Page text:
Jewish World Review May 7, 2003 / 5 Iyar, 5763

Jonah Goldberg

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Liberal hypocrites blast Bennett | Not long ago, liberals claimed that privacy was sacrosanct. Liberals like Newsweek's Jonathan Alter and magazines such as the hyper-earnest Washington Monthly believed that we should judge a man by his private acts alone.

Well, now it turns out that Alter and The Washington Monthly believe exactly the opposite. In jointly reported articles written for their respective magazines, Alter (Newsweek) and Joshua Green (The Washington Monthly) take the position that what a man does in private is the measure of the man.

It was former education secretary and drug czar Bill Bennett, of all people, who persuaded them to change their position. Unfortunately, it wasn't anything Bennett said; it was what Bennett did. He got caught gambling ---a lot.

The stories allege that Bennett lost up to $8 million at various Las Vegas and Atlantic City casinos over a decade.

Bennett disputes this, arguing that the authors don't count how much he's won over the years.

But any way you slice it, the man gambled too much and has admitted as much in a public statement.

What I find so interesting is the glee --literal glee -- from liberals who believe this is Bennett's comeuppance. Usually, journalists defend prying into the privacy of public figures by citing illegality, lying, cheating, hypocrisy or the unfair victimization of an innocent party.

But in this case, no one has charged Bennett with breaking the law. He's never lied. In fact, Time magazine reported on his gambling seven years ago, and many other outlets have reported on it since. Bennett never denied it. He's in debt to no one, cheated no one and only his family could remotely claim to be a victim of Bennett's gambling, though something tells me that the gleeful liberals aren't particularly concerned about the Bennett kids' inheritance.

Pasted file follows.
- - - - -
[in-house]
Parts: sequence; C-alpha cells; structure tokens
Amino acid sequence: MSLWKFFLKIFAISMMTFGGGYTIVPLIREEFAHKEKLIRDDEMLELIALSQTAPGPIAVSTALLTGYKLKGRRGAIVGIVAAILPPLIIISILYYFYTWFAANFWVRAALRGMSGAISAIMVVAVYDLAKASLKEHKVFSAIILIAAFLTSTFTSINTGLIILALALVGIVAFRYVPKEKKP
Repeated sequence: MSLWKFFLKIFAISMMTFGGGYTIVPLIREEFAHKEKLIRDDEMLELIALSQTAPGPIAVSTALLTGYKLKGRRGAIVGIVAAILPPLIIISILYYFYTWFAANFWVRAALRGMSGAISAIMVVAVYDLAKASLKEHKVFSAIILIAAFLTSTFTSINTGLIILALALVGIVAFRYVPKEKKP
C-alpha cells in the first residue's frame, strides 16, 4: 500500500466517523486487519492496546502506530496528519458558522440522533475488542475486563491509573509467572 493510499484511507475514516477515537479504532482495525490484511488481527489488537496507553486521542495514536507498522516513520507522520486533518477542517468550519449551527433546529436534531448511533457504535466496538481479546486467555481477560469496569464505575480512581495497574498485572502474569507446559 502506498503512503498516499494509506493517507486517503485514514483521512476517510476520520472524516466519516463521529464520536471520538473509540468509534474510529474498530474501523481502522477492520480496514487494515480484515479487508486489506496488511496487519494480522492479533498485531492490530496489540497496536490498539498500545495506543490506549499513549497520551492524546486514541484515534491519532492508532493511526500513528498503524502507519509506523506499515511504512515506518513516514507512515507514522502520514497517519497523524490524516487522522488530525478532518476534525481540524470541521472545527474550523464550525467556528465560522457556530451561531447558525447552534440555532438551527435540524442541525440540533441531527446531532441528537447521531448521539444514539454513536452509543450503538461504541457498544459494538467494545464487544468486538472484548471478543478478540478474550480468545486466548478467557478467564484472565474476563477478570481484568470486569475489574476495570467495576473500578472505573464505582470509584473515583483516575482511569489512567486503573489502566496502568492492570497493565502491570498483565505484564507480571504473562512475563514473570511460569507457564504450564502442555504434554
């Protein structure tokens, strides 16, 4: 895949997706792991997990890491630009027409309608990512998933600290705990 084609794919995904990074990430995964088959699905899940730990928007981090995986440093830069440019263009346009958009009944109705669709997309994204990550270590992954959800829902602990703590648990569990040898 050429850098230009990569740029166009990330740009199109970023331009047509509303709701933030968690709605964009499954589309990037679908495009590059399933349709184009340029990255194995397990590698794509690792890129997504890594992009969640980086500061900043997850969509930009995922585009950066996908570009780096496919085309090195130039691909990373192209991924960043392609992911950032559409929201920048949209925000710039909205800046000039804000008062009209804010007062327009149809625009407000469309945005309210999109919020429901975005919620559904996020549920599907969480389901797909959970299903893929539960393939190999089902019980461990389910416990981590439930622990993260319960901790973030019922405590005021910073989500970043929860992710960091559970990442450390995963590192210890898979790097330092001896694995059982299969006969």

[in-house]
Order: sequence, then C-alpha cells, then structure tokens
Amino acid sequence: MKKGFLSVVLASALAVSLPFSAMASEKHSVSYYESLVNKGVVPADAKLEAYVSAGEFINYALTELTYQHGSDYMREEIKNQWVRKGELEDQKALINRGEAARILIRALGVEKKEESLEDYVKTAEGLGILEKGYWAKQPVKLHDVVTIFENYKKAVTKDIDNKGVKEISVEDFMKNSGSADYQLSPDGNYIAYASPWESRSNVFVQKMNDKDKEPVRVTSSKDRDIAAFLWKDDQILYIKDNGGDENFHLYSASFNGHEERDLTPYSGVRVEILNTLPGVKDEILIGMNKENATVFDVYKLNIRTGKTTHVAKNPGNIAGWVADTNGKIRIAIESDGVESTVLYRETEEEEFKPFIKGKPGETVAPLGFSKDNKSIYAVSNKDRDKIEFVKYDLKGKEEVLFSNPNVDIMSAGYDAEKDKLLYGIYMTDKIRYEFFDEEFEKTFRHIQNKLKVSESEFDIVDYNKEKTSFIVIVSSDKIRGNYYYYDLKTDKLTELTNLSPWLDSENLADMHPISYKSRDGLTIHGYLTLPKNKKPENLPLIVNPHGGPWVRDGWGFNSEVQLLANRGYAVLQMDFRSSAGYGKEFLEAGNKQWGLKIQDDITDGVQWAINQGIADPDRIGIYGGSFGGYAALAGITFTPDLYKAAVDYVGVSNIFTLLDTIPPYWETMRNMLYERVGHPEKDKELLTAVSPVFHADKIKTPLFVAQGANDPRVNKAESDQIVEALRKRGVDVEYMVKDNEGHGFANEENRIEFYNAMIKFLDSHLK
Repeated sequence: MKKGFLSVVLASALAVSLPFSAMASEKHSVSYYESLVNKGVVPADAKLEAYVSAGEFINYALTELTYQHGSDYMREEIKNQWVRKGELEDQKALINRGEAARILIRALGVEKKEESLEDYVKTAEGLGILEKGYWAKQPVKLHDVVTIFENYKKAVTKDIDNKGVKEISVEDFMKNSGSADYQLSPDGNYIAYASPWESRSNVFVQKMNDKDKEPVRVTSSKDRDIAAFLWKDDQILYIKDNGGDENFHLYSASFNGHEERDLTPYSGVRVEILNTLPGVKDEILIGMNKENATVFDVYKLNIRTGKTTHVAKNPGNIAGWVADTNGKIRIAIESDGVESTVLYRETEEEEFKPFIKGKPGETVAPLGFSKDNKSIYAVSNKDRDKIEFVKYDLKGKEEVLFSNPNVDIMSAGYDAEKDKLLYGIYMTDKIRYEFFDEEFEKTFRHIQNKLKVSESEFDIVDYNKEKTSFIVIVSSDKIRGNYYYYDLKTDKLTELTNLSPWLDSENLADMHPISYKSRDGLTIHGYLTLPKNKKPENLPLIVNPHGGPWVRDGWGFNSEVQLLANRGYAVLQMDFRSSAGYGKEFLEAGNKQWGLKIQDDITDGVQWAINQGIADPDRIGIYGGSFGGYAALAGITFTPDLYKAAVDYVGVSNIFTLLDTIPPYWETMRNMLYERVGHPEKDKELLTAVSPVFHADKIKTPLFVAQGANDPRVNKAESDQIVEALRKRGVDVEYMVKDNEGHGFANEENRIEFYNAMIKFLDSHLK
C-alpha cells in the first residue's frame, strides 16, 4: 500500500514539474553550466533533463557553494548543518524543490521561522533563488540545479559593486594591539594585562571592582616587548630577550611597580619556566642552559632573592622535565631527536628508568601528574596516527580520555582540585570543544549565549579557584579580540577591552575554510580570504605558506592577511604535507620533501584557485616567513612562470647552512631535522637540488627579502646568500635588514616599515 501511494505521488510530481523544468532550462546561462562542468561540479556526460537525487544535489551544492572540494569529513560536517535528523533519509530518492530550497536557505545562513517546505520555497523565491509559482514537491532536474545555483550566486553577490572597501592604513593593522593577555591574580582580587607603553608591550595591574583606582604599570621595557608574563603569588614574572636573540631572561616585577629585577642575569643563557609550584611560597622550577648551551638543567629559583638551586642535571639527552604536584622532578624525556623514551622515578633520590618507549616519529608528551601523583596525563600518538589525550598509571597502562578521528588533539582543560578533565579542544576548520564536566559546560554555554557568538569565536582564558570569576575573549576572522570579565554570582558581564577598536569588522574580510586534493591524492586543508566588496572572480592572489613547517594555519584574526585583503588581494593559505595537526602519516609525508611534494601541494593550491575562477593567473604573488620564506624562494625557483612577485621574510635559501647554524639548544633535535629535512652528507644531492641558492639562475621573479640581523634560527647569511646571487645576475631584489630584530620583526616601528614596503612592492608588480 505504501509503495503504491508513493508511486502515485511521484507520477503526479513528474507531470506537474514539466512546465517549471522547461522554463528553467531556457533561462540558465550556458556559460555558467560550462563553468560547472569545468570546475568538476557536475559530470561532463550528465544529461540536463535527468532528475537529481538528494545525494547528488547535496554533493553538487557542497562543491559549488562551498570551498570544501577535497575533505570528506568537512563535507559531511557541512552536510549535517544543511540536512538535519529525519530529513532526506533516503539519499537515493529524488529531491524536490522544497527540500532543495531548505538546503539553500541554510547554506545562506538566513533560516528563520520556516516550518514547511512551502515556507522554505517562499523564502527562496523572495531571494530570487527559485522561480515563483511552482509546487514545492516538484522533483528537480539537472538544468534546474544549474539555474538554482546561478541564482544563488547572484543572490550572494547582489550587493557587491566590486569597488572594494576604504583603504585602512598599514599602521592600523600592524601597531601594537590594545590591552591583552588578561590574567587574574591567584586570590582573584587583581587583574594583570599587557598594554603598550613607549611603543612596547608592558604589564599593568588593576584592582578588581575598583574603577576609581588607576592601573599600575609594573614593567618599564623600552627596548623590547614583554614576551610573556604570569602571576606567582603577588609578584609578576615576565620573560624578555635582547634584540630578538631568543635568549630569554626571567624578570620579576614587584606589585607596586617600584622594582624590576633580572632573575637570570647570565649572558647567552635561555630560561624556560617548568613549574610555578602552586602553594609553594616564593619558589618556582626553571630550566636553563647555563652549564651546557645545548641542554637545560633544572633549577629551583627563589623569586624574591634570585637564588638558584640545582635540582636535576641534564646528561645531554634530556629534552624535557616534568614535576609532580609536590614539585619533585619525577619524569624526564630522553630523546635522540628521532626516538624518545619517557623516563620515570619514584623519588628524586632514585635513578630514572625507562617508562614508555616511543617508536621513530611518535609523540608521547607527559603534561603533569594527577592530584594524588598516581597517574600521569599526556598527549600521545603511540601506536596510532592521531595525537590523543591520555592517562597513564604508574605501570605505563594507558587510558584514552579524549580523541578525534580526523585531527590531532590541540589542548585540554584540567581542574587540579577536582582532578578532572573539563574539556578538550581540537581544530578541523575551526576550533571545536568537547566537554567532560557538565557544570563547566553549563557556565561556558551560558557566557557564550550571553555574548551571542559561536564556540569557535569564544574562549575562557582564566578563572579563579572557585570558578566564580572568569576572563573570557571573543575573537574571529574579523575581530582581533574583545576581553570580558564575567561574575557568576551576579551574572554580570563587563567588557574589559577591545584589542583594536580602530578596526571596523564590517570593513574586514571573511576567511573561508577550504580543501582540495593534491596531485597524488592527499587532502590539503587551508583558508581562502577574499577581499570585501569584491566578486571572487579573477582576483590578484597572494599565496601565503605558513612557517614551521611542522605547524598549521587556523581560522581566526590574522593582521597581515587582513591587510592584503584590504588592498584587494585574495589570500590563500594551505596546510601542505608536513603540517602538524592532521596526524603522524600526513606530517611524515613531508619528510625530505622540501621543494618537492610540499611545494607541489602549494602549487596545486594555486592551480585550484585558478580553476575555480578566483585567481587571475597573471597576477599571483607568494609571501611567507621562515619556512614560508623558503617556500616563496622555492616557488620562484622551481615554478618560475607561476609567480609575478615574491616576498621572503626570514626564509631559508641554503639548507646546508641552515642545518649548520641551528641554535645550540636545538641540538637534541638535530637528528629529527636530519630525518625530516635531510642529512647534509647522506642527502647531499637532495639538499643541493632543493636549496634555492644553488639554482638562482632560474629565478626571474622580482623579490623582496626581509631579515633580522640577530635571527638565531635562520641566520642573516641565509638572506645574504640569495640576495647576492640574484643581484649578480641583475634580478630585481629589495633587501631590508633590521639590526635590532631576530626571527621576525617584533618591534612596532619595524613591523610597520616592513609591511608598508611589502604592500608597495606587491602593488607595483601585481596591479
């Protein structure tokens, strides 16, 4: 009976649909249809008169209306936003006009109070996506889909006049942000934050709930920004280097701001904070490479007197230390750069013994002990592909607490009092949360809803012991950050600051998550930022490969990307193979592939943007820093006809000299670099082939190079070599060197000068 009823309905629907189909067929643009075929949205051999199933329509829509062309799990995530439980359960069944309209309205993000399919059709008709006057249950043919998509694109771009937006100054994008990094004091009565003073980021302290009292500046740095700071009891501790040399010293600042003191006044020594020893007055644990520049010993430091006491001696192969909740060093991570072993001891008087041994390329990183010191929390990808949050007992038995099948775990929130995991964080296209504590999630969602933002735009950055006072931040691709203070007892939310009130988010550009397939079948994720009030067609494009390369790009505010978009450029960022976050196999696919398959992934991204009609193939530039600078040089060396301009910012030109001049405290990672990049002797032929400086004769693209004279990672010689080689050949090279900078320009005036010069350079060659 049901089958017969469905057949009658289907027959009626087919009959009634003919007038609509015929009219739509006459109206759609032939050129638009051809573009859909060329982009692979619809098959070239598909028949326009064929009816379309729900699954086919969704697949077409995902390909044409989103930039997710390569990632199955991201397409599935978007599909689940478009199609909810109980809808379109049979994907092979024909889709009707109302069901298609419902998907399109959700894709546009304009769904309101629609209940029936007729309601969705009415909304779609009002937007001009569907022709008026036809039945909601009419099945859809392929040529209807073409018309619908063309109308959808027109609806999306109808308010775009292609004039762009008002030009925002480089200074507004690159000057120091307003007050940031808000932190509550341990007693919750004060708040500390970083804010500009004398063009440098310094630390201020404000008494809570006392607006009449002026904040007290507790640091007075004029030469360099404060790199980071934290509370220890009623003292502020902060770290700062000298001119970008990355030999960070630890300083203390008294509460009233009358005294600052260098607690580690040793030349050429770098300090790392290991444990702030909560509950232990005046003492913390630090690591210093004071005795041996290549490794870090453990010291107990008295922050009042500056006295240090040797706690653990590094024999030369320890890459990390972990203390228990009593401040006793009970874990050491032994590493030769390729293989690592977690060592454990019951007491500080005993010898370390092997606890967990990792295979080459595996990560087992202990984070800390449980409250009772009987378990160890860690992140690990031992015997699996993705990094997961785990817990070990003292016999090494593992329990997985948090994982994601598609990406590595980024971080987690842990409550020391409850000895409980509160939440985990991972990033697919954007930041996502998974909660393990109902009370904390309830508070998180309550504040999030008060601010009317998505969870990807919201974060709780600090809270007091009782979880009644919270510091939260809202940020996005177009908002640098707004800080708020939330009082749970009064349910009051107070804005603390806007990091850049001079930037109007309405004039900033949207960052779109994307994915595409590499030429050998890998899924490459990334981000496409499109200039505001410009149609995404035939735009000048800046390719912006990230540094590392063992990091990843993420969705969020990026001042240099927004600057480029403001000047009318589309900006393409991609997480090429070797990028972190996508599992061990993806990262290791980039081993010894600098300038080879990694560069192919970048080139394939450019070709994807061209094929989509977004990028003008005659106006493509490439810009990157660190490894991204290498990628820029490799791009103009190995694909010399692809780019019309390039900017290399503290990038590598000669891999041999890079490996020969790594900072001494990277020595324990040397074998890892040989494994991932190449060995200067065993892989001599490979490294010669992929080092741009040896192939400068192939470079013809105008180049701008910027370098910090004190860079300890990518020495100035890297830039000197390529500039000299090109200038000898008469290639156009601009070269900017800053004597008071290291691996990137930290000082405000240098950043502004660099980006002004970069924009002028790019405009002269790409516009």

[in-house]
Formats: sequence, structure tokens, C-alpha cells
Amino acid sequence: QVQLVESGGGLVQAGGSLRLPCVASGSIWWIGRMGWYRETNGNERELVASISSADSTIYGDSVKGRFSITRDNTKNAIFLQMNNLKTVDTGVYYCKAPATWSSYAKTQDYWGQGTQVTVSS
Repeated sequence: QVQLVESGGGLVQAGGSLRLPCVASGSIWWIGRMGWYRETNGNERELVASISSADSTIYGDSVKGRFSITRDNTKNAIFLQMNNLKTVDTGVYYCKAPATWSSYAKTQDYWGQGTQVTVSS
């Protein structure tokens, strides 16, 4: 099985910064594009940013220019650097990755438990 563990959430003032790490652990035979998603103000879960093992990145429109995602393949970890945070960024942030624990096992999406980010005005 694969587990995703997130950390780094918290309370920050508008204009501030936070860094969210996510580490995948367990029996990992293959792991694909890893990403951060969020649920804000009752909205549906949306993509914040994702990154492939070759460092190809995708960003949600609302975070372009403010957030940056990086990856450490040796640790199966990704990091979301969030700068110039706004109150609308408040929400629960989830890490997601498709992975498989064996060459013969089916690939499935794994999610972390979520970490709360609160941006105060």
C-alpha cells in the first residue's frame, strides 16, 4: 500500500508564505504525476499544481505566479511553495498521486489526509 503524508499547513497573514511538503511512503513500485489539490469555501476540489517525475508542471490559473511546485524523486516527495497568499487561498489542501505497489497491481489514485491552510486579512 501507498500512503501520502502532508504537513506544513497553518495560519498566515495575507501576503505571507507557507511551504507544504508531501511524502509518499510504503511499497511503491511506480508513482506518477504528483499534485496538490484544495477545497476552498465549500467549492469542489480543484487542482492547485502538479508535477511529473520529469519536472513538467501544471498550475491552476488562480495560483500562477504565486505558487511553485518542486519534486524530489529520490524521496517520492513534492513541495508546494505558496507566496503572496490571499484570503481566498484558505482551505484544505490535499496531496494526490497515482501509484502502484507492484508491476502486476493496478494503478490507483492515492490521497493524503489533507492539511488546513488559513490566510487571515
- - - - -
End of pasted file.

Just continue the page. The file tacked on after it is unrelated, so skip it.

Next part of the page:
As for hypocrisy, the articles don't mention it. But defenders of the newsitorials claim it's implied because he moralized about other peoples' private behavior, even if he never moralized about gambling. They say that even though the Catholic Church, to which Bennett belongs, doesn't have a problem with gambling, Bennett's still a hypocrite for indulging a vice.

This is all nonsense. First of all, I wish people would stop singling Bennett out as a moralizer. Look up the word. Moralizers are people who talk about morality. If you think liberals don't do that, you're not reading the newspaper.

Second, if you don't consider a certain behavior a vice, you're not a hypocrite for indulging in that behavior. You might be a sinner or even a criminal, but you aren't a hypocrite. If I think murder is fine and then I kill someone, I'd be guilty of homicide but not hypocrisy.

If Bennett were a Baptist, he'd probably be a hypocrite for gambling. But he's not a Baptist. He explains that he sees gambling like alcohol: If you abuse it, you have a problem, but just taking a sip -- or pulling a lever -- isn't a big deal.

More to the point, no one has been able to explain why it would matter very much if he were a compulsive gambler or a hypocrite. Would he now be wrong about the perils of drug use? Does it mean he's wrong about the war on terror? Are Aesop's Fables -- which appear in Bennett's "The Book of Virtues" -- now meaningless?

If he's a compulsive gambler does that mean he was wrong to criticize president Clinton for perjury? When you think about it, hypocrisy -unconnected to other sins like larceny or corruption -may be one of the most annoying peccadilloes, but it's also one of the least serious ones. I've always believed that.

But the liberals haven't.

In his article, Green unfavorably compares Bennett to Bill Clinton during impeachment. Bennett gambled, which is legal in one form or another in nearly every state of the Union. I see billboards for lotteries all the time. I've never seen one say, "Live the Dream: Get Jiggy With Your Interns."

Moreover, Bennett's not the president of the United States. He never promised the American people in a "60 Minutes" interview or anywhere else that he would never gamble again, the way Bill Clinton swore his infidelities were in the past.

Clinton stood plausibly accused of everything from sexual harassment and perjury to rape, brazen public deception and rank hypocrisy. And yet, The Washington Monthly and Jonathan Alter denounced any and all intrusions into Clinton's private behavior as politically motivated, unfair, unjust and indefensible. But when they do it to Bill Bennett, it's time for glee.

Maybe Bennett's a hypocrite, maybe he's not. But there's no doubt about the hypocrisy of the liberals cheering as Bennett squirms.

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